As a Jewish woman of color, a first-generation American whose grandparents survived genocide and displacement, and as a person deeply connected to Israel/Palestine, Anat is continually developing her sense of the heartbreak, complexity, responsibility, and courage that it takes to foster healing in a broken world full of beauty. 

As a music teacher in public schools, a leader of song and prayer in Jewish communities, and as a performer, Anat lets everyone in on a secret: that we are all are ready to sing a new song.

Rabbi Dov has invited Anat Halevy Hochberg to co-lead Kabbalat Shabbat with him for the first three Friday evenings of November - the 6th, 13th, and 20th. 

Why repeat? To help folks remember new or recently introduced melodies that they can share at services. 

Why three repeats? Because three is a chazakah (חזקה)!

Click here to learn more.

Anat Halevy Hochberg

And click here to listen to a sample of Anat's work.


3. Yah Ribbon (י-ה ריבון)

יָ-הּ רִבּוֹן עָלַם וְעָלְמַיָּא
G-d, Sovereign​ of all the Worlds

אַנְתְּ הוּא מַלְכָּא, מֶלֶךְ מַלְכַיָּא
You are the Ruler, above all rulers

Yah Ribon Olam is a piyyut composed by the 16th-century kabbalist poet Rabbi Yisrael Najara. It is one of the most popular Sabbath table hymns (zemirot). 

Josh Warshawsky has written:

I learned to sing Zemirot (plural of Zemer) when I was a kid, and immediately fell in love with them. The melodies are beautiful, and the words are poetry. Beautiful hymns and love songs written to Shabbat, or about how we feel on Shabbat, or how we celebrate Shabbat. 

Yah Ribon in particular always stuck out to me. You’ll notice immediately that it is different because it is written in Aramaic, the language most Jewish spoke around the time this song was written (16th century).

The words were written by R. Yisrael Najara. In contrast to most of the other Zemirot, which are about Shabbat, the verses of this song mostly talk about different praises of God, and God’s deeds and creations.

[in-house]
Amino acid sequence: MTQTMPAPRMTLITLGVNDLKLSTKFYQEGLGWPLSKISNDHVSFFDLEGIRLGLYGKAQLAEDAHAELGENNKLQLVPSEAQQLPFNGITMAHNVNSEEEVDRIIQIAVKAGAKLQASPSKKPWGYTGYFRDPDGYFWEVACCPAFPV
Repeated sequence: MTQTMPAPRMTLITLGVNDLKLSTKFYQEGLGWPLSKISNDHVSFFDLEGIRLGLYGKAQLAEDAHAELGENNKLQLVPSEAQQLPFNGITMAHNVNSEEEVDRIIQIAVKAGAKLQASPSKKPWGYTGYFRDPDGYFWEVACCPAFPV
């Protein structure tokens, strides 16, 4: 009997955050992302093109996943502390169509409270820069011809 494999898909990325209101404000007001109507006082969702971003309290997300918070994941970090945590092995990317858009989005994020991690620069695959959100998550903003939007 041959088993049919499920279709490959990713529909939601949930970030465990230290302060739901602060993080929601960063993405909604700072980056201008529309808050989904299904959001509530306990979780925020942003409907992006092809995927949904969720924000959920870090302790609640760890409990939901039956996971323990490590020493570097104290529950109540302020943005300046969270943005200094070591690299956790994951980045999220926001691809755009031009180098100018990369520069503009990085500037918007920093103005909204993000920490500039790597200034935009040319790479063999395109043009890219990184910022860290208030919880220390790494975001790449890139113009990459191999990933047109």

But the last verse brings it back to humanity, and to Jerusalem, asking God to return the Divine Presence there, to the place where spirits and souls rejoice, and there we will all sing out songs and melodies.

4. How Can I Keep From Singing?

Der shturem voyet af a hoykhn kol
Although the tempest loudly roars

Dem emes her ikh lebn
I hear the truth, it liveth

Ikh her nisht of tsu zingen?
How can I keep from singing?

How Can I Keep From Singing? is an American folksong originally composed as a Christian hymn by American Baptist minister Robert Wadsworth Lowry. 

Pete Seeger learned a version of this song from Doris Plenn, a family friend, who had it from her North Carolina family. His version made this song fairly well known in the folk revival of the 1960s. 

Seeger's version omits or modifies much of the Christian wording of the original, and adds Plenn's verse below. The reference in the added verse intended by Seeger and by Plenn - both active in left-wing causes - is to 'witch hunts' of the House Un-American Activities Committee. 

When tyrants tremble, sick with fear
And hear their death-knell ringing

When friends rejoice both far and near
How can I keep from singing?

In prison cell and dungeon vile
Our thoughts to them are winging

When friends by shame are undefiled
How can I keep from singing?

Where there is song

Vote Jewish Democrats

No comments: